TIM: Thank you for inviting me. To start, it seems like there has been a group of financial prognosticators predicting financial crisis for one reason or another for my entire adult life, which is 40 years plus.
The U.S. budget deficit is an issue, it has been 20 years since the Federal government ran a surplus. I doubt the political class has the guts to make the hard choices that would be needed to reduce deficit spending.
My goal is to develop and recommend investment strategies that will help my subscribers obtain acceptable returns in the current financial environment and to successfully navigate future downturns.
While I don’t think a recession is imminent, I would not be surprised if the investing world talks itself into a bear market. The goal is to own the right companies that will continue to produce solid income during good times and bad.
DENNIS: I know you look at your individual holdings from the perspective of profits, cash flow and their ability to pay dividends. Have you seen any significant changes which might be a caution sign?
TIM: I stay focused on individual company results. In general, for the types of income stocks I follow, companies are doing very well. Balance sheets are as solid as I have seen since the financial crisis and there are plenty of opportunities for these companies to make profitable investments.
I am concerned about the disruptions next year’s elections may cause in the financial markets. I have been recommending to my subscribers to work to increase their holdings in fixed-income investments such as preferred stocks, investment-grade bonds, and money market funds.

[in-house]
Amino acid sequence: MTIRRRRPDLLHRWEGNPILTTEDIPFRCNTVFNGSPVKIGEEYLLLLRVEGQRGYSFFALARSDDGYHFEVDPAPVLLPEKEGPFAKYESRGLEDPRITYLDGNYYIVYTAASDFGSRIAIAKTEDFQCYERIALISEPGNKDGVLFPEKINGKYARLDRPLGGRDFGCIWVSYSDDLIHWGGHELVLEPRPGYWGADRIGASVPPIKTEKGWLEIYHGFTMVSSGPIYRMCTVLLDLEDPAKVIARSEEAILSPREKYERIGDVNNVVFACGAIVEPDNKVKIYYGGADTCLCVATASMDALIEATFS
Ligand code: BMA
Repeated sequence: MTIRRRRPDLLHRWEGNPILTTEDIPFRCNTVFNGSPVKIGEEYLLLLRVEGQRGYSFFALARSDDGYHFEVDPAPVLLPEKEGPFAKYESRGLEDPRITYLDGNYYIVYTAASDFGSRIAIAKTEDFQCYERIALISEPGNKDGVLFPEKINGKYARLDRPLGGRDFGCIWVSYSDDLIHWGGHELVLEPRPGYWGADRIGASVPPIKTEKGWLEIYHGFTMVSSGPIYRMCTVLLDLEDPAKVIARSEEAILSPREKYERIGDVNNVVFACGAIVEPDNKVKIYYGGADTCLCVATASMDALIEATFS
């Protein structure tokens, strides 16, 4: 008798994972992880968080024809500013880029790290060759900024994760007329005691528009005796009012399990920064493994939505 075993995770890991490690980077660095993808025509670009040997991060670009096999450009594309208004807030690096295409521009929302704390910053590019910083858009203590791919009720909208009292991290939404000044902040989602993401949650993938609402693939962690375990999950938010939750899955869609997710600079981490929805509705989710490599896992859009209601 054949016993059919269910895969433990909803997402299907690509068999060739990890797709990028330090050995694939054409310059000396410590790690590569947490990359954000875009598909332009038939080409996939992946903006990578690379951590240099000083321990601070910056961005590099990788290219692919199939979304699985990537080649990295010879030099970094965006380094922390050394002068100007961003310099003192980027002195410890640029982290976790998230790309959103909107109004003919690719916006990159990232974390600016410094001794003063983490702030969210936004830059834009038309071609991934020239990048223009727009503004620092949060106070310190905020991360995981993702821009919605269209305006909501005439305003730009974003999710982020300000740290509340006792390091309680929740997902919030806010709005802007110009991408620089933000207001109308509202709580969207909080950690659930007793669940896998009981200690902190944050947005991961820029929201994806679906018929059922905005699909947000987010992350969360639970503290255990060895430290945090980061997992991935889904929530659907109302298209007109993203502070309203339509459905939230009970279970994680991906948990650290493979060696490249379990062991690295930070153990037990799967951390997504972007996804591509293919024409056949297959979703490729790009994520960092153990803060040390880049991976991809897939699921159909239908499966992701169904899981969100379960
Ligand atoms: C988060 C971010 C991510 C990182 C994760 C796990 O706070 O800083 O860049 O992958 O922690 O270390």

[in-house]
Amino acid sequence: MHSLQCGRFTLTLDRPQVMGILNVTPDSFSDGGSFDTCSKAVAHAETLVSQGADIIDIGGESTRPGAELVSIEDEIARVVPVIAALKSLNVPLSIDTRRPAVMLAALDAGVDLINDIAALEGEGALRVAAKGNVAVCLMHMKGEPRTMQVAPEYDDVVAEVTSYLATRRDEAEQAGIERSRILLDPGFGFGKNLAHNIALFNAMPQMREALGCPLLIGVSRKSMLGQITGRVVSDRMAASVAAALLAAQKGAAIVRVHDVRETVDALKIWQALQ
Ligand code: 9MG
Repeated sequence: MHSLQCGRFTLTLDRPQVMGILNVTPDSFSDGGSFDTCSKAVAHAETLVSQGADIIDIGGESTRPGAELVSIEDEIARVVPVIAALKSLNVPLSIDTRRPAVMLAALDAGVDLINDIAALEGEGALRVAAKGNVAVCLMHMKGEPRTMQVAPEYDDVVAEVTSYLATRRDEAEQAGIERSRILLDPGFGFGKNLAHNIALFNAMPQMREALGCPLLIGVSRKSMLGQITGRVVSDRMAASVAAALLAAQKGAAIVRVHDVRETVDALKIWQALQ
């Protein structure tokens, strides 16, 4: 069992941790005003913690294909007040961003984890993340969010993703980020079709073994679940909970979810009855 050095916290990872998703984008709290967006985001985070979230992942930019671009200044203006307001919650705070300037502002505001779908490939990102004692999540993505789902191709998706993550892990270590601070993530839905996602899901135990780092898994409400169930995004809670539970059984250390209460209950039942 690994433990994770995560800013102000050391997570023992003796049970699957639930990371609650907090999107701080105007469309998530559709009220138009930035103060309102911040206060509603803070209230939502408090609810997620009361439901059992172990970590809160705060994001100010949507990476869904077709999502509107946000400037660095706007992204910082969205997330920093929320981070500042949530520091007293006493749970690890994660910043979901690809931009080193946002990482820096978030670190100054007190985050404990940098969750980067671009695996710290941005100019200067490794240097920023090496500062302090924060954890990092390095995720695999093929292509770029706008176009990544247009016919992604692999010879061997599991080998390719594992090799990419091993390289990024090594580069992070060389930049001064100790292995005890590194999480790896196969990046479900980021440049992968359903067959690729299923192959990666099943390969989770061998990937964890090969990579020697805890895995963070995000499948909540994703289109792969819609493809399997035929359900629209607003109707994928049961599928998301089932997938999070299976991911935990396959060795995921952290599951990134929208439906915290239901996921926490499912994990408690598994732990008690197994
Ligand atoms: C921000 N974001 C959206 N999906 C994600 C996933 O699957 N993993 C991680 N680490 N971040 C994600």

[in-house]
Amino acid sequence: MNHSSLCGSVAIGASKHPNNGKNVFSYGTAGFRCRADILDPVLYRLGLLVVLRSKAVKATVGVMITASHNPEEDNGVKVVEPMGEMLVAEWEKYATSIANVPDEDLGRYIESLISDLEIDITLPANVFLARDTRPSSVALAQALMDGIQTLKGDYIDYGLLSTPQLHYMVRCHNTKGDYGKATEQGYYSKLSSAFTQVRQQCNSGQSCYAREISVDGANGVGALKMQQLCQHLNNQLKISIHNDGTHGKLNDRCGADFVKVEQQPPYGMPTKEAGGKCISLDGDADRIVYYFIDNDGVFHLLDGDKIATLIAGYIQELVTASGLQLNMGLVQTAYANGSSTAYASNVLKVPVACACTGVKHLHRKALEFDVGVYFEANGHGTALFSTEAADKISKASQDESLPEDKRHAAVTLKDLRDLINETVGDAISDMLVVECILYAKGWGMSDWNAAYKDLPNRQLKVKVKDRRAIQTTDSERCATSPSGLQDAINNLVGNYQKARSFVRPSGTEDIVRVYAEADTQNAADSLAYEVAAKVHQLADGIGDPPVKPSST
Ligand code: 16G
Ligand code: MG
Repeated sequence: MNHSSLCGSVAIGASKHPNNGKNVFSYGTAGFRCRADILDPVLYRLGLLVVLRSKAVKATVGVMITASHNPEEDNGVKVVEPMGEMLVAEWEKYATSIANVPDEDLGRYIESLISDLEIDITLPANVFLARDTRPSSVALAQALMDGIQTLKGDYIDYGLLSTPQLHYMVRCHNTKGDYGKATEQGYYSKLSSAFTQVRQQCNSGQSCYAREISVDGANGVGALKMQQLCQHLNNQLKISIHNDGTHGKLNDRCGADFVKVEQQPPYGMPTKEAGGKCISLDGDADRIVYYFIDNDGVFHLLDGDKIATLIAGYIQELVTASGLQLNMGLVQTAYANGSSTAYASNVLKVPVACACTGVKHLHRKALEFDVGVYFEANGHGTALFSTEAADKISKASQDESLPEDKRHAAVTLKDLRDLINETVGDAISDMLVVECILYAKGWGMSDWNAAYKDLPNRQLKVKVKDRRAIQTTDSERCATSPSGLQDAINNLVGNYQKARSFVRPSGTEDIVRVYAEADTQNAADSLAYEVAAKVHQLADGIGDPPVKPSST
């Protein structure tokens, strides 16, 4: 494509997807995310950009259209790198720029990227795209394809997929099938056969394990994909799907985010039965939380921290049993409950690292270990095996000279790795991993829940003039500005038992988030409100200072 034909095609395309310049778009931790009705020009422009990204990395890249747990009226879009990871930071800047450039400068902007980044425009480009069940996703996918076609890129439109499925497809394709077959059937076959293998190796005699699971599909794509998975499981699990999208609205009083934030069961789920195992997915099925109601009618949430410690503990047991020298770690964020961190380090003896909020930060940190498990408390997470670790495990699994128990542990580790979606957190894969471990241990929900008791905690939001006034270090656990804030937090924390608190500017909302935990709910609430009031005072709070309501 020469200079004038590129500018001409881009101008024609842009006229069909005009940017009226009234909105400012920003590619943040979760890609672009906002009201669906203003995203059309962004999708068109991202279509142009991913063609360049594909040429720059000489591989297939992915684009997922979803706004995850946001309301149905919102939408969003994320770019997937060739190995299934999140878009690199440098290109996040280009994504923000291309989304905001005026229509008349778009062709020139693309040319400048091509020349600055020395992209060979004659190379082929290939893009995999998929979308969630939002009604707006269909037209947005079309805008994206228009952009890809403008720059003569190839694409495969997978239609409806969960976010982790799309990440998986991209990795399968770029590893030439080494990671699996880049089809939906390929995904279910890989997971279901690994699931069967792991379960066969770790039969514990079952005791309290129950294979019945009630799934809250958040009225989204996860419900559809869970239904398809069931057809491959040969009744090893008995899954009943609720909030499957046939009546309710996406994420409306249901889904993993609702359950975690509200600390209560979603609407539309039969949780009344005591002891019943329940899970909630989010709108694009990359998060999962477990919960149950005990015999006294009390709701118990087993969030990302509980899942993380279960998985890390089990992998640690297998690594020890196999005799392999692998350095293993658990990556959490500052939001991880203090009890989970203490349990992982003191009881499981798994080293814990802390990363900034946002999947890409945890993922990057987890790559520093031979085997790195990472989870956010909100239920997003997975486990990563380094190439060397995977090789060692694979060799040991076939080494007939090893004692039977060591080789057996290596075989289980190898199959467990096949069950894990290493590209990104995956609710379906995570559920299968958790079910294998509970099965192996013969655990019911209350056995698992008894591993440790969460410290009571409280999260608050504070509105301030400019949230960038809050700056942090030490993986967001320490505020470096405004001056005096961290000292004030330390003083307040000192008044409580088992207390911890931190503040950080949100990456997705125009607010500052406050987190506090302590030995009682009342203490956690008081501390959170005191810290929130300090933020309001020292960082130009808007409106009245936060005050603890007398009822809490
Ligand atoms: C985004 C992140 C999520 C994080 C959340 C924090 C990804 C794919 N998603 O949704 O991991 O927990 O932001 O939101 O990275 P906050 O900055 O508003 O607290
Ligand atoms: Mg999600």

In these fixed income asset classes, I have dug out some unique opportunities that let investors generate reasonable income returns with a high level of safety.
DENNIS: I know a lot of good dividend payers own rental properties like shopping malls, medical centers, etc. We are seeing a lot of stores closing in our area. Are you seeing a shift away from those type of investments?
TIM: The neat thing about the REIT world is that every sector of the economy needs to have real estate for their business operations. Some like the healthcare and retail sectors require huge amounts of real estate. You can get pretty good diversification just from the REITs.
Out of that sector, I am staying away from healthcare REITs. Most of them own a lot of senior housing properties, a business that has trouble making enough money to pay the rent.
Remember that brick-and-mortar still accounts for 90% of all retail sales. The most aggressive forecasts have online retailing getting up to just 15% in the next decade. These days it’s mostly just Amazon stealing market share from other online retailers.
There is a tremendous range of quality and safety in the retail REIT group. The “retail Armageddon” fears have put the high-quality retail REITs on sale. Investors just need to figure out the good from the bad.